People v. Sands (Cal. Ct. App., Oct. 12, 2021, No. A160973) 2021 WL 4739531, at *1–2
Summary: Sands was 24 years old when he committed a special circumstance murder (Pen. Code §§ 187, 190.2, subd. (a)(10)), and was sentenced to life without the possibility of parole. He filed a motion in the superior court, seeking to develop a record of mitigating circumstances for an eventual youth offender parole hearing (see People v. Franklin (2016) 63 Cal.4th 261, 202 Cal.Rptr.3d 496, 370 P.3d 1053 (Franklin)). The trial court denied Sands’s motion, and he appeals. Having been sentenced to life without the possibility of parole for a crime he committed after the age of 18, he is statutorily ineligible for a youth offender parole hearing (§ 3051, subd. (h)) but argues that the statutory exclusion violates his rights to equal protection. The Court of Appeal disagreed and affirmed.
Youth Offender Parole Hearings
Following decisions addressing Eighth Amendment limits on juvenile sentencing (see, e.g., Miller v. Alabama (2012) 567 U.S. 460, 132 S.Ct. 2455, 183 L.Ed.2d 407 (Miller); Graham v. Florida (2010) 560 U.S. 48, 75, 130 S.Ct. 2011, 176 L.Ed.2d 825), the Legislature enacted section 3051. (Sen. Bill No. 260 (2013-2014 Reg. Sess.), Stats. 2013, ch. 312, §§ 1, 4; In re Trejo (2017) 10 Cal.App.5th 972, 980-981 & fn. 6, 216 Cal.Rptr.3d 855.) As amended, the statute now provides an opportunity for youth offender parole hearings to most persons convicted of crimes committed before the age of 26 in their 15th, 20th, or 25th year of incarceration, depending on the sentence imposed for their “ ‘[c]ontrolling offense.’ ” (§ 3051, subds. (a)(2)(B), (b)(1)-(4).)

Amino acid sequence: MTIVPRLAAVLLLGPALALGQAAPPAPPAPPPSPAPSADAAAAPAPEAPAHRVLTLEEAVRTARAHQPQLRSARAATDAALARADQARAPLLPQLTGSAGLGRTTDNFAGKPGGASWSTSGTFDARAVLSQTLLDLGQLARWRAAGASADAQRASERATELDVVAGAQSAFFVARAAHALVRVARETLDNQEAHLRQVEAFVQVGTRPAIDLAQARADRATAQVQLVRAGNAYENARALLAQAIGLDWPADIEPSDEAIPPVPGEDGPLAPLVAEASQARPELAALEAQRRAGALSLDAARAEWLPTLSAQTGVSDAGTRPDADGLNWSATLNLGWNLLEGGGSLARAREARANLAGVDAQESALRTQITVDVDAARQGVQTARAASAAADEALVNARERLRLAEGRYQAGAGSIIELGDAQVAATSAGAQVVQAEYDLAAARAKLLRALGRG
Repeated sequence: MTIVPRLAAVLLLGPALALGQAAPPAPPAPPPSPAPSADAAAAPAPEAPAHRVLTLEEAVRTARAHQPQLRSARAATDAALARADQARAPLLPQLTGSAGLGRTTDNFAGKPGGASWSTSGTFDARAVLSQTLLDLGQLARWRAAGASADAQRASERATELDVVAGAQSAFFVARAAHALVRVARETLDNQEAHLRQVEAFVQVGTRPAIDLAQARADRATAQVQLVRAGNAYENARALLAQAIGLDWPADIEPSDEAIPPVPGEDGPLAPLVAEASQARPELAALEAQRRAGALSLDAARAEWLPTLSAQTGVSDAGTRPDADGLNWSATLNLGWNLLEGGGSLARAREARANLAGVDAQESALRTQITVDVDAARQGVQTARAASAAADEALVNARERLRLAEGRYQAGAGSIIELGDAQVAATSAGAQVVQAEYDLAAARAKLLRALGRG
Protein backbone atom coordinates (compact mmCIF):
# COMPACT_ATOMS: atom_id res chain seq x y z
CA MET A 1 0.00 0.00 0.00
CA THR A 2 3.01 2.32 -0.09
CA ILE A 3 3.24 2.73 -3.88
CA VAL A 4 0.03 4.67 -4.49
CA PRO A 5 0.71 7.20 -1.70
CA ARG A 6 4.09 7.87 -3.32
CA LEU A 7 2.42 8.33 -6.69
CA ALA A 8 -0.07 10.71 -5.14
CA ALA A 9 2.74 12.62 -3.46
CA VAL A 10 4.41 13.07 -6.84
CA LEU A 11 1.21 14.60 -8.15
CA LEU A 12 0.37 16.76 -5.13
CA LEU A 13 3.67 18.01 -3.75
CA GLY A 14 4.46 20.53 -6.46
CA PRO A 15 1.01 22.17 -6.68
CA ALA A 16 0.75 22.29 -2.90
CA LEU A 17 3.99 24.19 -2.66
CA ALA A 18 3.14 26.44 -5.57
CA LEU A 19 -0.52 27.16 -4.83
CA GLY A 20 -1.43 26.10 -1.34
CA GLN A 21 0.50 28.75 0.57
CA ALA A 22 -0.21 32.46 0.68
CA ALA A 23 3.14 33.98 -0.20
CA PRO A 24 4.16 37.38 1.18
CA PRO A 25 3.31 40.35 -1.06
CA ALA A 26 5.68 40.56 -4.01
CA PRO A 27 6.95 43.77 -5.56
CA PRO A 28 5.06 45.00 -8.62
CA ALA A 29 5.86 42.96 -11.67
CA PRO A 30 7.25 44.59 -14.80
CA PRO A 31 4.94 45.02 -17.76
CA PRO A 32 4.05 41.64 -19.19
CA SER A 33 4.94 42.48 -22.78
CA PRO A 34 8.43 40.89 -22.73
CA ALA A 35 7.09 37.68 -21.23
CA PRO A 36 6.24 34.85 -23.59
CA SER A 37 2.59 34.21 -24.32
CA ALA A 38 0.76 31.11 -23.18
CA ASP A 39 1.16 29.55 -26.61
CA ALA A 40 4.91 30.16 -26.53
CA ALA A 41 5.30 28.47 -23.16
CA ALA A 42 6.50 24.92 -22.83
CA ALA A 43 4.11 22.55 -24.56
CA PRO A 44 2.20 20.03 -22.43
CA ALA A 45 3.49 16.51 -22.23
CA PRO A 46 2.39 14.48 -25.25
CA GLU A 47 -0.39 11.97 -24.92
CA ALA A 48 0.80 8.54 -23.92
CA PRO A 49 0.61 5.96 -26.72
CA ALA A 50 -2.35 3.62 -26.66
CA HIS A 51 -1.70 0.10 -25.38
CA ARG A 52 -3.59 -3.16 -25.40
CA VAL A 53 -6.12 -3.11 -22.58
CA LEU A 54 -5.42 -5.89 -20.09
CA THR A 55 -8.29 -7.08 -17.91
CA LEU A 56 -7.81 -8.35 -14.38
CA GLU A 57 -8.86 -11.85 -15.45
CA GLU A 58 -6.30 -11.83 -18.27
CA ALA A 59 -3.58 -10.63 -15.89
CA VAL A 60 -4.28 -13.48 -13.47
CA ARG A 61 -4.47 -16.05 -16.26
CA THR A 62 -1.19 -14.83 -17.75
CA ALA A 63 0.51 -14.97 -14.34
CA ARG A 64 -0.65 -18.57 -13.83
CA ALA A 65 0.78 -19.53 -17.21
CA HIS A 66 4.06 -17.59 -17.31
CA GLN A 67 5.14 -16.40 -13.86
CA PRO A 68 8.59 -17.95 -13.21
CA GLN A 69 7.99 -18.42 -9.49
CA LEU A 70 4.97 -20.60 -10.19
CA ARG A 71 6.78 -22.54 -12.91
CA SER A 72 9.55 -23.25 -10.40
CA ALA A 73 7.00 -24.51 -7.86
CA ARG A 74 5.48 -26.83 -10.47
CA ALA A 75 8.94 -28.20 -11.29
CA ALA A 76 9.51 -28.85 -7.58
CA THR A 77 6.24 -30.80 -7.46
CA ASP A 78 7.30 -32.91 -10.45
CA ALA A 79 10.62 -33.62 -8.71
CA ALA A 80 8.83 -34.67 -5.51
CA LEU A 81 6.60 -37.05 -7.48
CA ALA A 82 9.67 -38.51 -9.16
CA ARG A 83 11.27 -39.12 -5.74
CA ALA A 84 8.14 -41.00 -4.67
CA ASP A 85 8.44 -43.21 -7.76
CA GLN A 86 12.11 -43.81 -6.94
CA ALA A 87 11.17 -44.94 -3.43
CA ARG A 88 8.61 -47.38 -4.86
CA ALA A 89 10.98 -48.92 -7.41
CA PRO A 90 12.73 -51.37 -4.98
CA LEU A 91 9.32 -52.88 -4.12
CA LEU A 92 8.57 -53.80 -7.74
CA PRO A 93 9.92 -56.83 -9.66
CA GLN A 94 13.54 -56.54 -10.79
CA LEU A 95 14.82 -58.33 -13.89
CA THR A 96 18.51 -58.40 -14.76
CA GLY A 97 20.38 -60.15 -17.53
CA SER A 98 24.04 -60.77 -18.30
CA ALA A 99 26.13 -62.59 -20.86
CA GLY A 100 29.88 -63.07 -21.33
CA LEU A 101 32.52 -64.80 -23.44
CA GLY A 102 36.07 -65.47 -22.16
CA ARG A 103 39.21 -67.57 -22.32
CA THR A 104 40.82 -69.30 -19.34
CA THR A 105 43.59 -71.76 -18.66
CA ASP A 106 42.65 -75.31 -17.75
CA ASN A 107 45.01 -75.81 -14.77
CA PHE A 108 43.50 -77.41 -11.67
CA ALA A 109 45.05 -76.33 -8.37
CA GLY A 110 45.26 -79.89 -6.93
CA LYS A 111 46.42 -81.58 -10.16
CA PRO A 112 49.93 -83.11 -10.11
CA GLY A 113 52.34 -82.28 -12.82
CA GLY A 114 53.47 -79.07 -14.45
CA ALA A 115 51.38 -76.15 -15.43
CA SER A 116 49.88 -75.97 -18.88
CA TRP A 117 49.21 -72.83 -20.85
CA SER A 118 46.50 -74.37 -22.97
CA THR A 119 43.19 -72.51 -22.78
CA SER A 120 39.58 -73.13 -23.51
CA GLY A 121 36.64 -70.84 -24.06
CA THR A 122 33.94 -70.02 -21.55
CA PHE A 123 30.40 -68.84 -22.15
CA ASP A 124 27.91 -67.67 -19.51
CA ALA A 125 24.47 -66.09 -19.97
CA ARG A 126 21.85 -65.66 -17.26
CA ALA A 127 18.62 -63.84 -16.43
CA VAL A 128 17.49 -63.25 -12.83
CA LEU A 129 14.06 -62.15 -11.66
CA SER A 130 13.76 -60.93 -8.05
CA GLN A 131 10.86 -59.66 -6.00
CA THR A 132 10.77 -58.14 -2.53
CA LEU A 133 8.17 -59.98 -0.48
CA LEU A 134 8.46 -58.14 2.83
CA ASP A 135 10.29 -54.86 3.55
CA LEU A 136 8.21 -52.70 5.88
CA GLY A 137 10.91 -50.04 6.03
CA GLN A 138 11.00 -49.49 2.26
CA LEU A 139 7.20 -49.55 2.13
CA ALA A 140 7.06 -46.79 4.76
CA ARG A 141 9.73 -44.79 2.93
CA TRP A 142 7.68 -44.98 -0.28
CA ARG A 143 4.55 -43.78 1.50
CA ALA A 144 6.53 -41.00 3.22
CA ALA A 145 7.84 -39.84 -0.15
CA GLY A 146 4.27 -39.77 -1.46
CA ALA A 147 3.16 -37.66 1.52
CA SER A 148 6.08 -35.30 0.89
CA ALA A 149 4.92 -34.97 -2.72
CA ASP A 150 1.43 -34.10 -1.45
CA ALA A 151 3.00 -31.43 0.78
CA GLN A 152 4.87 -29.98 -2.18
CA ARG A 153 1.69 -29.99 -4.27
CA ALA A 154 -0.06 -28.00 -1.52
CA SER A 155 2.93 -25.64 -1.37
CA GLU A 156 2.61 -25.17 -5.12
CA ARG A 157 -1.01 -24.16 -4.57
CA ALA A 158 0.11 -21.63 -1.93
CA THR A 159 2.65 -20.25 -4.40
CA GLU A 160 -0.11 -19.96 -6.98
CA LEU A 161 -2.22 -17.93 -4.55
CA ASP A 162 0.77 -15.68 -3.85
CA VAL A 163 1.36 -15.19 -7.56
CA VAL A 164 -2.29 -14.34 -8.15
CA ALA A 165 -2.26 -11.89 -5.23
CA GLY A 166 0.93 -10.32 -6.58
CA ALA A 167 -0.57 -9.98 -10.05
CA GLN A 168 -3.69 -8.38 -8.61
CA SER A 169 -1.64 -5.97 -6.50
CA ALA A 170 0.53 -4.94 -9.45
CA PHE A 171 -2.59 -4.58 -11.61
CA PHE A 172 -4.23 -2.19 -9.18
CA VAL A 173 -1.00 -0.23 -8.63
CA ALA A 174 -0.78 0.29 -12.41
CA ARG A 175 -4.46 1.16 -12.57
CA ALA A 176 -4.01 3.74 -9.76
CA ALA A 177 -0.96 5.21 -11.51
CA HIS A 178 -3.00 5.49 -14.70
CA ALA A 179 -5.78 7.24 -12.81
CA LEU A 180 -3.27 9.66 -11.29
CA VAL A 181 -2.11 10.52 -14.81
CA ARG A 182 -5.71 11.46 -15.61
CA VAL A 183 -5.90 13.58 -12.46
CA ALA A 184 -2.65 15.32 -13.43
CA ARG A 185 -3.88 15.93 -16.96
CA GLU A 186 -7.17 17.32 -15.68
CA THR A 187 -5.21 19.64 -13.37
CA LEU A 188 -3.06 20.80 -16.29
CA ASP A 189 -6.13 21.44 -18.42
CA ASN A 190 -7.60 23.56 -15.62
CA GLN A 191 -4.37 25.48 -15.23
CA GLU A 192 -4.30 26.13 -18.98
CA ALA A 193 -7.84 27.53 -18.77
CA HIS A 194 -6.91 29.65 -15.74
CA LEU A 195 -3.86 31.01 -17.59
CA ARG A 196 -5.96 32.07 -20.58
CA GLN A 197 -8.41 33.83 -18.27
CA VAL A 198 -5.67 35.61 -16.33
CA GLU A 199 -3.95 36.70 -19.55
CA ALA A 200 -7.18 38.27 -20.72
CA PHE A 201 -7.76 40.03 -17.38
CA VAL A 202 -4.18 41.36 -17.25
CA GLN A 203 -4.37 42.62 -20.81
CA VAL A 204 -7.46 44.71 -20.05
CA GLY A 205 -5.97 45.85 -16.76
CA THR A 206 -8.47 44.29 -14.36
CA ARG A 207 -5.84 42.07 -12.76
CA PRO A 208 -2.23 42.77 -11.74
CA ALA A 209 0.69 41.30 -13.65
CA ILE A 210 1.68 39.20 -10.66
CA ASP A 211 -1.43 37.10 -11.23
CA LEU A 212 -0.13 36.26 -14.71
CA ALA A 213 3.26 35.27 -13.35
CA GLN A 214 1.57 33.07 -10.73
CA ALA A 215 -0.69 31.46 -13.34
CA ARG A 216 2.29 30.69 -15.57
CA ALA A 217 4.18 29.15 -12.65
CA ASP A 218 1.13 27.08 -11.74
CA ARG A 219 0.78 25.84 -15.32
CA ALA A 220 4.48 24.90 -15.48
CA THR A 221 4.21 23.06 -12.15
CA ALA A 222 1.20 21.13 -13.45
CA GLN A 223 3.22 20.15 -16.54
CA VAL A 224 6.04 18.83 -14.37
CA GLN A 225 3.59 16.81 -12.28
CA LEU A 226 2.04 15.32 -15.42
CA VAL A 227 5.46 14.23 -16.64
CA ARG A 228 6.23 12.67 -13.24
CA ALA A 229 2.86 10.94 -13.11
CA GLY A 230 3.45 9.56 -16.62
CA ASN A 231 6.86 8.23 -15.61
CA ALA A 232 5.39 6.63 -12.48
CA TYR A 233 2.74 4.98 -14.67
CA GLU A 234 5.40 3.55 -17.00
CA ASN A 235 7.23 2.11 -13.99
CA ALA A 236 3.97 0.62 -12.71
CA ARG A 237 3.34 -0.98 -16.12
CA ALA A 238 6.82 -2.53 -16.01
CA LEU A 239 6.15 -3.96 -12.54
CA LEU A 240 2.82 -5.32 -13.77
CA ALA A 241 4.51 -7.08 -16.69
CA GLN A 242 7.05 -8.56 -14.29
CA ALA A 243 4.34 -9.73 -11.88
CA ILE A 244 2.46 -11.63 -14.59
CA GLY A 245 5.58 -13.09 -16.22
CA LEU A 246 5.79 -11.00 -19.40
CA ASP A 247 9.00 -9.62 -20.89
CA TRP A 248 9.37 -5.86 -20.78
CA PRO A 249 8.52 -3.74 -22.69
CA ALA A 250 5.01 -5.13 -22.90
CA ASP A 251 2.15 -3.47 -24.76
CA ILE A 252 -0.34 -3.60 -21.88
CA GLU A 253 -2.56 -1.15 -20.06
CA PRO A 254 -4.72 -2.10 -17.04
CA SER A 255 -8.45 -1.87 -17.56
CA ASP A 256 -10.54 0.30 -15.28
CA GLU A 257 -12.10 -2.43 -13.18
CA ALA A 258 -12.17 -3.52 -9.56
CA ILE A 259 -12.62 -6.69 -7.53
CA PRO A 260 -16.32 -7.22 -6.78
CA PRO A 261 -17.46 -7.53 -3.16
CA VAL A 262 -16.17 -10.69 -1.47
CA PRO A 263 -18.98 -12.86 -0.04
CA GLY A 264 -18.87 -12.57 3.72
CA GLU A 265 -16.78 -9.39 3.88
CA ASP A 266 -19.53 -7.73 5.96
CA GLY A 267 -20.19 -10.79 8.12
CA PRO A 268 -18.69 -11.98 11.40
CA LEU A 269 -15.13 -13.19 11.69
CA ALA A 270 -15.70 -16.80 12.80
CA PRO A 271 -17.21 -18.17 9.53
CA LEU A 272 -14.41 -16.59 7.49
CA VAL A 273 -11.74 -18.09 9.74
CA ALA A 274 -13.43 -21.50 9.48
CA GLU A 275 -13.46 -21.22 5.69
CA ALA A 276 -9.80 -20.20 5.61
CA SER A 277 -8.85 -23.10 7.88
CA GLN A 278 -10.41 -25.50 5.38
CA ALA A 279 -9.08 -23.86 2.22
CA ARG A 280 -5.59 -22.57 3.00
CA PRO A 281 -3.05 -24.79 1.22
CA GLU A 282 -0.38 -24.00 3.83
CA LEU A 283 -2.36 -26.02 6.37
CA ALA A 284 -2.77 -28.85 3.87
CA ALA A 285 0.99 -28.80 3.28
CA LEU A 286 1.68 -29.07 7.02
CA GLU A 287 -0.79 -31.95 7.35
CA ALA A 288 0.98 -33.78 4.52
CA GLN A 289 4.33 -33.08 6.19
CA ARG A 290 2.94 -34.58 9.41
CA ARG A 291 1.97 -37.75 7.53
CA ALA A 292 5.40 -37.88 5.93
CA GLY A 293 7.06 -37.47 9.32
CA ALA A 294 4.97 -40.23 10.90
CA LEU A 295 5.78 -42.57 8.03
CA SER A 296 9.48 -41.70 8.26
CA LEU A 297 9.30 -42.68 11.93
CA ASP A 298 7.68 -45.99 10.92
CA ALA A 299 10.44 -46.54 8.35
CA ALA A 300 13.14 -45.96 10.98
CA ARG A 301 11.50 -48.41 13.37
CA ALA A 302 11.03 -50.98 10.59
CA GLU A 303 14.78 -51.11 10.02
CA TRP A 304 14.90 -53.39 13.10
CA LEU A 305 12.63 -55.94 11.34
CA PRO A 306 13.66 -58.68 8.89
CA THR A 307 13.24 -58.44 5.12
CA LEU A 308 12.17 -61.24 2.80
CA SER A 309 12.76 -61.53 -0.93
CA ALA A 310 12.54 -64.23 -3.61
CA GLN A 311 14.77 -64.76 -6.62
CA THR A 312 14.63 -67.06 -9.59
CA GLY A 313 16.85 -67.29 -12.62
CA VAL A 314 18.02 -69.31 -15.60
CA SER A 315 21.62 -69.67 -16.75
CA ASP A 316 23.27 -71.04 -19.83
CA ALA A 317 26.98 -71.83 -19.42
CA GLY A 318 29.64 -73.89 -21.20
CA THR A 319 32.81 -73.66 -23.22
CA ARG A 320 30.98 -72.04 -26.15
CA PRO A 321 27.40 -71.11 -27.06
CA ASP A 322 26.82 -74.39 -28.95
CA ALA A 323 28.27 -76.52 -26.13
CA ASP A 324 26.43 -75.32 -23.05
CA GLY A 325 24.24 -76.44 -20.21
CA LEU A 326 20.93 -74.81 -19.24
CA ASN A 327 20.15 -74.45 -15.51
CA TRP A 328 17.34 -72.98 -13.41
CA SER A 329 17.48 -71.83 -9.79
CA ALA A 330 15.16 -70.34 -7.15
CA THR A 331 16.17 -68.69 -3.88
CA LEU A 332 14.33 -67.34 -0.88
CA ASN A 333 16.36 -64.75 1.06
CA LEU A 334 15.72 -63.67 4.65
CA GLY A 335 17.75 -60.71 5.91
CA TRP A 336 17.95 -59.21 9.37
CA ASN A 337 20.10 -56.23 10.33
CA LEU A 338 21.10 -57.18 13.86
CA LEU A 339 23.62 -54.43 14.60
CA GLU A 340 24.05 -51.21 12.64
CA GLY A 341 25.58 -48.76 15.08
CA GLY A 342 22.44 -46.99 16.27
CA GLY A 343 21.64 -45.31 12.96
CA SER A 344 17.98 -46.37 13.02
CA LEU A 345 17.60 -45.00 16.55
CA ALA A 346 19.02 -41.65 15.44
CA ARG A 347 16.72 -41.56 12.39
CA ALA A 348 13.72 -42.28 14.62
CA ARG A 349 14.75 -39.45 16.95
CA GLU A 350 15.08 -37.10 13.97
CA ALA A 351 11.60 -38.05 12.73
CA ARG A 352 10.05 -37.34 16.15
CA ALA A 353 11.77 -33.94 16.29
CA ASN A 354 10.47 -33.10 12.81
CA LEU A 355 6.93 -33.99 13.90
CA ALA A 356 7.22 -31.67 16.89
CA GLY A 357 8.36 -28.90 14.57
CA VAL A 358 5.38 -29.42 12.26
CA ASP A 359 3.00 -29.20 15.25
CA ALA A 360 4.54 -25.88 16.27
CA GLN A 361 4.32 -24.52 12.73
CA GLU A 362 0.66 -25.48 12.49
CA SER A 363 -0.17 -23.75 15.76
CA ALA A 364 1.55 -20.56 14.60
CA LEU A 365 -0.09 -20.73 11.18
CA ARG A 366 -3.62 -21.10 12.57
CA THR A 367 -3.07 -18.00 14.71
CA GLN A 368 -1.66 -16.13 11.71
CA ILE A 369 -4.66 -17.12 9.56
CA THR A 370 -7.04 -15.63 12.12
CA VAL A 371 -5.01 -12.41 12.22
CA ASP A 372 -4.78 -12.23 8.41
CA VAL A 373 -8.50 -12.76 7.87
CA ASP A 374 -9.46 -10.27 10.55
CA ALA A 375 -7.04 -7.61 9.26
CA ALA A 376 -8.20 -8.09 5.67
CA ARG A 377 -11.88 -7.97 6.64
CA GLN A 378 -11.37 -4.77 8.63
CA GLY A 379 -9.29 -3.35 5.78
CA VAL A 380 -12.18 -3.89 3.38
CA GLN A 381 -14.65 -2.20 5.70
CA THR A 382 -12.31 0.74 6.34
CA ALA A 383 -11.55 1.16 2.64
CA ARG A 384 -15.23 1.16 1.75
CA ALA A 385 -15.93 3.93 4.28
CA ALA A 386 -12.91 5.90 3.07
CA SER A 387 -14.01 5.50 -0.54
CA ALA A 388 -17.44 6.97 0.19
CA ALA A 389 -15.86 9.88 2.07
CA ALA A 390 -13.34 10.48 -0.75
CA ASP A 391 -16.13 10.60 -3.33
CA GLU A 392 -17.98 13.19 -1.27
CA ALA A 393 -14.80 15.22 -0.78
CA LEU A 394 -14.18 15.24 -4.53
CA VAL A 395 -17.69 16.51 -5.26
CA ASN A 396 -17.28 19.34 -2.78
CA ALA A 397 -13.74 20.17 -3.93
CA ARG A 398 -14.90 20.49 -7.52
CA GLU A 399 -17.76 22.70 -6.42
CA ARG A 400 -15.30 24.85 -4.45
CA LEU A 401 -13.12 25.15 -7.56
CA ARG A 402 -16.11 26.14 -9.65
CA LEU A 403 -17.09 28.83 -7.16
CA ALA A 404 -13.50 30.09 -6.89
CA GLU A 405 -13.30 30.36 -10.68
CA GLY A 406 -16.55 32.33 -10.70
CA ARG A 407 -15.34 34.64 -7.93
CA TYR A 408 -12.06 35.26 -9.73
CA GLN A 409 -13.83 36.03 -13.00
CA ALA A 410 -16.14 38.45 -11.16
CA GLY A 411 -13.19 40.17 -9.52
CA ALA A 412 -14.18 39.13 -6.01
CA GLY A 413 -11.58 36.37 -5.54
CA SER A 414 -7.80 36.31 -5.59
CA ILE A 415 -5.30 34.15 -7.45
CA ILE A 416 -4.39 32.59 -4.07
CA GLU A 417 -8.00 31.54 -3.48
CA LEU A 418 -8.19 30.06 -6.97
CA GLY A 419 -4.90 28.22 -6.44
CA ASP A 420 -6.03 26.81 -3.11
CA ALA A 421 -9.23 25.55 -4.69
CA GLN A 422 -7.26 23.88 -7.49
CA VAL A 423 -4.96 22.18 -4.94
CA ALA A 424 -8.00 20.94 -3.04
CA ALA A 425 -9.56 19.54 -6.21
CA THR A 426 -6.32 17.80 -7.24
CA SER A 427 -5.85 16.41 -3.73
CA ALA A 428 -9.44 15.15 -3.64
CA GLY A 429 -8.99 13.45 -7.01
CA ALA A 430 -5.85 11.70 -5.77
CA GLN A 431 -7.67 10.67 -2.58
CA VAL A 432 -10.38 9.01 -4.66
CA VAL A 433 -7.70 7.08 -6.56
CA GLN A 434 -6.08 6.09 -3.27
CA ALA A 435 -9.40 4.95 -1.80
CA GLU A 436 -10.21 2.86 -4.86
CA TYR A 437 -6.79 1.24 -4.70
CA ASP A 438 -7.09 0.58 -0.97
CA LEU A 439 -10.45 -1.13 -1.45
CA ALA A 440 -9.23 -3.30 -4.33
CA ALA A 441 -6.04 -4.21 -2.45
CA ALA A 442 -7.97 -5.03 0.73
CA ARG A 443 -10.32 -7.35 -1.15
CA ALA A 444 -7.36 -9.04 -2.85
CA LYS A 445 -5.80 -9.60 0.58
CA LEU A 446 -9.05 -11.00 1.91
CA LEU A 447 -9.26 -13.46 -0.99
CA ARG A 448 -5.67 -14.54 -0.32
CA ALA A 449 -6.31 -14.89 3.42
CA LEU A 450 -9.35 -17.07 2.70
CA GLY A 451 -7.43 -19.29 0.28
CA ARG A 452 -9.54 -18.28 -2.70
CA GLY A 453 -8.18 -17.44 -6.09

The Legislature originally “passed [section 3051] explicitly to bring juvenile sentencing into conformity with Graham [and] Miller” as well as decisions from the California Supreme Court. (Franklin, supra, 63 Cal.4th at p. 277, 202 Cal.Rptr.3d 496, 370 P.3d 1053.) It cited recent developments in neuroscience showed that “youthfulness both lessens a juvenile’s moral culpability and enhances the prospect that, as a youth matures into an adult and neurological development occurs,” such individuals can, by demonstrating rehabilitation and maturity, become contributing members of society. (Sen. Bill No. 260 (2013-2014 Reg. Sess.), Stats. 2013, ch. 312, § 1.)
The statute originally limited eligibility for youth offender parole hearings to juvenile offenders (although it excluded juveniles sentenced to life without the possibility of parole). (See People v. Morales (2021) 67 Cal.App.5th 326, 346, 282 Cal.Rptr.3d 151 (Morales).) The Legislature later amended it to apply to most offenders who committed crimes before the age of 23, and then before the age of 26. (In re Trejo, supra, 10 Cal.App.5th at p. 981 & fn. 6, 216 Cal.Rptr.3d 855; Sen. Bill No. 261 (2015-2016 Reg. Sess.), Stats. 2015, ch. 471, § 1; Sen. Bill No. 394 (2017-2018 Reg. Sess.), Stats. 2017, ch. 684, § 1.5.) The Legislature again cited recent developments in neuroscience that indicate the maturity process does not end at 18 and brain development involved in decision making and impulse control extends into one’s early 20s. (People v. Acosta (2021) 60 Cal.App.5th 769, 776-777, 275 Cal.Rptr.3d 110 (Acosta); In re Williams (2020) 57 Cal.App.5th 427, 434, 271 Cal.Rptr.3d 453 (Williams).)